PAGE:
3 min read

Best Practices to Next Practices: How to Gauge & Assuage Client Fears

Best Practices to Next Practices | Botkeeper

Gretchen Pisano sat down, metaphorically, with Botkeeper’s Jody Padar to examine uncertainty as it relates to the intimate relationship between CPA and client. At this stage in the COVID-19 trajectory, fear and anxiety are transforming otherwise level-headed decision makers into erratic, uncertain, paralyzed citizens.

I cannot see very far out into the future, but I know how to put one foot in front of the Next. — Gretchen Pisano

The CPA’s role in the midst of fiscal uncertainty is to help batten down the hatches and prepare for what comes next, which begs the obvious: how can anyone know what's next? Uncertainty and not knowing are a CPA’s worst nightmare. 

Gretchen, with her background in leadership consulting and human psychology, walks Botkeeper’s very own Radical CPA through the tumult.


People in Fight-or-Flight Mode Behaving in Unmappable Ways 

As CPAs, we feel we intuitively know our clients and can gauge their unique relationship to financial risk and their tolerance for market fluctuation. However, what CPAs are seeing now, in the face of a global health crisis that is grinding our economy to a halt, are people in fight-or-flight mode behaving in unmappable ways. 

While the CPA’s job is to allow their clients to realize financial health and growth, this is no easy task when best practices no longer apply, and the avenues of recourse provided by the government do not have the necessary agility to assuage mounting fear and instability. 



Identify a Client’s Risk And Anxiety Tolerance, And Everything Will Follow From There

The current scenario seems to lend itself to a seismic shift in how CPAs serve client needs and the kind of information CPA firms need to collect from a client to determine precisely what those needs are. Gretchen helped us at Botkeeper determine the key to effective financial advising during a crisis: identify a client’s risk and anxiety tolerance, and everything will follow from there.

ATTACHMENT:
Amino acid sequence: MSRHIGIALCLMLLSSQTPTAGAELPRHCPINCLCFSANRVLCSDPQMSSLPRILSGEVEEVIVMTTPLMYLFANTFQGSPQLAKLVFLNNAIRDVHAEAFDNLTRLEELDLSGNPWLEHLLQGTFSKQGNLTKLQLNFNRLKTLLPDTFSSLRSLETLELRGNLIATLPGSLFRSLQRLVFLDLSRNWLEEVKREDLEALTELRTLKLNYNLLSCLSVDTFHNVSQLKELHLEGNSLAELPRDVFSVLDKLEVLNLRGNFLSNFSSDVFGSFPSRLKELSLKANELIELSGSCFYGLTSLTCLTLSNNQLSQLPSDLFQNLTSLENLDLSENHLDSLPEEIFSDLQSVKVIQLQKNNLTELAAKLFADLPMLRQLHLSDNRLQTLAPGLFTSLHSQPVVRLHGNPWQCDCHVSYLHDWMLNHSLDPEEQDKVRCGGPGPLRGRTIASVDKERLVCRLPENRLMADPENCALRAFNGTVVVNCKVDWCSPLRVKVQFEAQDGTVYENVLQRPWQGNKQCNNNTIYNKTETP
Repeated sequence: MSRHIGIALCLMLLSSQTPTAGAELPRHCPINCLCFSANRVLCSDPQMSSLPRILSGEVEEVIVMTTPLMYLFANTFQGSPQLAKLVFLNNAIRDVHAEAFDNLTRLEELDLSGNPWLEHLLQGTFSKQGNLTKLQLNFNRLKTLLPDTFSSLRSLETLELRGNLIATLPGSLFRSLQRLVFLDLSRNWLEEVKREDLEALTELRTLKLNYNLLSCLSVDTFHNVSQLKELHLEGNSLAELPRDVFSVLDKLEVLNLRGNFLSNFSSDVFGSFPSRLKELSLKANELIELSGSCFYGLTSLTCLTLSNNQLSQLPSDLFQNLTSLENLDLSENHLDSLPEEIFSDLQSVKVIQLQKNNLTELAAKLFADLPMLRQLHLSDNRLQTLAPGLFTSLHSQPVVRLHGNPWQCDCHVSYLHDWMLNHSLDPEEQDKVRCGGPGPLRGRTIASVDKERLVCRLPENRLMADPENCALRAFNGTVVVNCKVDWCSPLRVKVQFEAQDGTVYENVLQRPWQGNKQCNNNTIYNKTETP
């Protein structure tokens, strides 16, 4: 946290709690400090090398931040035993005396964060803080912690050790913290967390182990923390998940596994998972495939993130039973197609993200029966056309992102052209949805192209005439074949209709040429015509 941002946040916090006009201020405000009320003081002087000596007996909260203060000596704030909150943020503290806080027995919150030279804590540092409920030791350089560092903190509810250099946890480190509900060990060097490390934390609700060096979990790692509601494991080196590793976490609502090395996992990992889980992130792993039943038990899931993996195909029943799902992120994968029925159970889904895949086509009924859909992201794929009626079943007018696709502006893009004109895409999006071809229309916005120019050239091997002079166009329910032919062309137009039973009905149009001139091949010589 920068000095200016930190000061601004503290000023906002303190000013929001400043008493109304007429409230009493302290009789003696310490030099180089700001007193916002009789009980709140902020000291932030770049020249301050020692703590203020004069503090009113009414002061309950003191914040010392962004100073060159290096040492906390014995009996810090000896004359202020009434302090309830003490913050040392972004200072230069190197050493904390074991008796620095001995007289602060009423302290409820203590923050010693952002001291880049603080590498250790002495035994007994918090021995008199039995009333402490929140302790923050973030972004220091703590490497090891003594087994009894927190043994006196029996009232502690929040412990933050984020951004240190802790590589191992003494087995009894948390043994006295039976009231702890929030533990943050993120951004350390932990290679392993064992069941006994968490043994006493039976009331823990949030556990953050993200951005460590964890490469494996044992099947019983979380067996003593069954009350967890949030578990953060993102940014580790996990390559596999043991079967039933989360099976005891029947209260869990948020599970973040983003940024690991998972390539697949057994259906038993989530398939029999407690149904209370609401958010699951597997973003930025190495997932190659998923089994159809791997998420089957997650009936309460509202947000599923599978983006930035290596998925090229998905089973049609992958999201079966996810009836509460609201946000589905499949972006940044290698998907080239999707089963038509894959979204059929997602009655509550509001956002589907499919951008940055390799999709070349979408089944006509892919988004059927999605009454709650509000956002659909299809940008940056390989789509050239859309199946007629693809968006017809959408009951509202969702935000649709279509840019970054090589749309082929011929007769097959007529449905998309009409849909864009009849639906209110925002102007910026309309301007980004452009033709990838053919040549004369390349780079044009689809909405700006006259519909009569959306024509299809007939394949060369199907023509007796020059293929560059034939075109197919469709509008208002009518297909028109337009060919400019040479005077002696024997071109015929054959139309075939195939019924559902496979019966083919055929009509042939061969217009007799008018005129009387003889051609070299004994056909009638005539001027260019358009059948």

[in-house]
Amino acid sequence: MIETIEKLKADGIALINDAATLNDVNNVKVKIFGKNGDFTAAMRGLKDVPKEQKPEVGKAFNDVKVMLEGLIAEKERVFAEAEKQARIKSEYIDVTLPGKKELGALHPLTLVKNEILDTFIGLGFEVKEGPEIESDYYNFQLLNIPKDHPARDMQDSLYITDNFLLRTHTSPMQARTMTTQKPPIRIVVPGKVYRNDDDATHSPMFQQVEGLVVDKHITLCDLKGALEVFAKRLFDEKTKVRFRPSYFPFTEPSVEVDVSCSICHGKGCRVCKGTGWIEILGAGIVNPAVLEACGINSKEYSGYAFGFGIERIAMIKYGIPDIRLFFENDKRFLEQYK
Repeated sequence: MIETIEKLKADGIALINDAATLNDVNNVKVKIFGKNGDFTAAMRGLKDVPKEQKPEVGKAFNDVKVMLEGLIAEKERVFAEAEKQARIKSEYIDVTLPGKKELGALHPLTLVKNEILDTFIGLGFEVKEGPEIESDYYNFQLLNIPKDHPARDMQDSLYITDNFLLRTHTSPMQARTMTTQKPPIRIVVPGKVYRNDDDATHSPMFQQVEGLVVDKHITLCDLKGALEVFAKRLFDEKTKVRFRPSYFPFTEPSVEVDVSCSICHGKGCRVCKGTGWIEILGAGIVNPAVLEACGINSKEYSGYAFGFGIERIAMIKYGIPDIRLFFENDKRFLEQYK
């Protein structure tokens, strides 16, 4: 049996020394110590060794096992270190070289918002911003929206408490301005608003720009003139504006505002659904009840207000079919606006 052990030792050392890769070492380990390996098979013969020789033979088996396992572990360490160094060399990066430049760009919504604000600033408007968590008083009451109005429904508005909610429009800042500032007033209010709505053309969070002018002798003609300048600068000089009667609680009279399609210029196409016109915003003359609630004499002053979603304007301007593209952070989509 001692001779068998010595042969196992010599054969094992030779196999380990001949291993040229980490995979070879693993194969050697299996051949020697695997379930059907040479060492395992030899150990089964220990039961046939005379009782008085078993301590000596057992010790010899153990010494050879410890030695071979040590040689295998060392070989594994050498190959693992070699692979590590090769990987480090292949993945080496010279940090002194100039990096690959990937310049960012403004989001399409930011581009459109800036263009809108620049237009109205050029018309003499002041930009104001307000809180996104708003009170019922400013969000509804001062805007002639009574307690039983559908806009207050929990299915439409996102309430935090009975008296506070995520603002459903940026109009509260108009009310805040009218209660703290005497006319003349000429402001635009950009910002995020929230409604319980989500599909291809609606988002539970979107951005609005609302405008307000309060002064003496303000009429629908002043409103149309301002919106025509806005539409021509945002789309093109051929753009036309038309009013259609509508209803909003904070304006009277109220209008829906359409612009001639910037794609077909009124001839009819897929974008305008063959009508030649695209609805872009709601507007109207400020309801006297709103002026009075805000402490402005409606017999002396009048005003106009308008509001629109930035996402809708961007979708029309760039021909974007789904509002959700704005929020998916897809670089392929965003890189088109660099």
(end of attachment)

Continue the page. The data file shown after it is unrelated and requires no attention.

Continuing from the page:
Clients are going to be putting pressure on their CPAs to tell them what to do to protect them from this storm. What CPAs can do is advise based on what they know. At the end of the day, the CPA’s grasp of the legislative tax and financial aid materials that the government is pumping out is going to make more sense to them than it will to a layman. 

What clients want is to have a conversation with their CPA that feels like they're talking to somebody who knows a little bit more than they do about this. You will be able to advise on risk points and the benefits. What you’ll find is that some people will want to move really fast toward action because they have a high risk tolerance or because they have a low anxiety tolerance. In order to understand your client, CPAs must determine the individual client comfort zone.


First Steps in Rebuilding Best Practices

First Steps in Rebuilding Best Practices | Botkeeper

As a first step, CPAs will have to recreate a current-state client risk assessment. Gretchen believes that this can be produced through asking very simple, human questions:

How are you today?
What is most important to you to protect in the next X number of months? 
Where would you like to be when we come out the other side of this? 
What's keeping you up at night?
What jars you awake at 3 a.m.?
What is your cash flow like? 
What would you be willing to let go of?

Where is there new value that you would want to try to create?

As an advisor, you can take these data points and proceed knowing what it is that you need to protect.


The CPA’s Job Is Not to Be a Fortune Teller

From there, Gretchen is a strong believer that providing people autonomy of choice is empowering and gives a sense of control. The CPA’s job is to provide subject matter expertise. 

What we can offer is a better understanding of the implications of financial documents and law. The best and most helpful thing a CPA can do in this atmosphere is provide a rough blueprint of several different options and potential outcomes in terms of benefits and risk. This information gives the client autonomy and power of choice. And right now, Gretchen insists, clients are going to want that. They’re “going to want to have a sense of being the mistress of their own destiny.”

Stay tuned for how to work with these data points…we would love any suggestions or comments on how CPAs are engaging with clients in these difficult times. It’s up to us to create Next Practices together!

For more insight, listen to the whole interview here! 

Indeed, these are trying times, and everyone's looking for a little guidance on how they can best stay focused and move forward. It's not easy, but with the right information and tools at your disposal, success is possible. To that point, we're holding a free presentation on how Botkeeper is working with accounting professionals to help them and their clients achieve their goals. Click below to join us!



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